While the House of Representatives passed a bill yesterday to repeal Obamacare, the bill will have a difficult time passing the Democratic-run Senate, and President Obama is almost guaranteed not sign it into law. Speaking at a press conference at the Capitol this morning, House speaker John Boehner did not endorse a piecemeal repeal of the current health care law. Boehner was asked if House Republicans would aim to repeal the law by repealing individual provisions one-by-one.

"Our goal is to stop the job-destroying health care bill," Boehner said. "And we’re going to use all of the legislative tools that we have available to us so that we can in fact stop it." The speaker stopped short of endorsing a partial repeal of the bill or repealing particular provisions like that which funds abortions through taxes.

Jeffrey Anderson explained earlier this month why Republicans should go full speed ahead on repealing Obamacare:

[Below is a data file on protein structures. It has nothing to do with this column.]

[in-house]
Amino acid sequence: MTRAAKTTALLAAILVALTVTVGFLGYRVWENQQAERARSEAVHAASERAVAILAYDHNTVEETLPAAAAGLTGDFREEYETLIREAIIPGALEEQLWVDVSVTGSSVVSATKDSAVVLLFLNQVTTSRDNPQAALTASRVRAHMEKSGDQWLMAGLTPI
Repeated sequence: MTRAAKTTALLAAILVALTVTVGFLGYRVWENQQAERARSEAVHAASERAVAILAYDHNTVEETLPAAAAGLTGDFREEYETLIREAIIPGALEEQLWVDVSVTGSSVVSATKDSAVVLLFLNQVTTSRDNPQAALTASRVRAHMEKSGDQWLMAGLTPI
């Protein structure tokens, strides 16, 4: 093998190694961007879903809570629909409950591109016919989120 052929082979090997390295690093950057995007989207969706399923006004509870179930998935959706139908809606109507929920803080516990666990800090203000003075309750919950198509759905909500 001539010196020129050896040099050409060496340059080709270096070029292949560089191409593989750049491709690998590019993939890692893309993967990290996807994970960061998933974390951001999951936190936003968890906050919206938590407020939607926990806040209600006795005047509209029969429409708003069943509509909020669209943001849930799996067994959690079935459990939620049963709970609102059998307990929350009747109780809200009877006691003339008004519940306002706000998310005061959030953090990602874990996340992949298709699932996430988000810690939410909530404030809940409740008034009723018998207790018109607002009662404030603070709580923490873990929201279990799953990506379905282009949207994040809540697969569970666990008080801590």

...Republicans should be extremely careful not to send any partial-repeal bills to President Obama that he'd be wise to sign, hoping that he'll be foolish enough to pass on the opportunity to make his centerpiece legislation more popular and thereby to enhance his reelection prospects and the chances of Obamacare's ultimate survival (which are one and the same). A bill repealing the Medicare Advantage cuts is exactly the sort of thing that Obama would be wise to sign and which therefore should not be sent to his desk. Republicans should keep it simple: Obamacare was passed as "comprehensive" legislation – how many times did we hear that noxious term? – and it needs to be repealed comprehensively.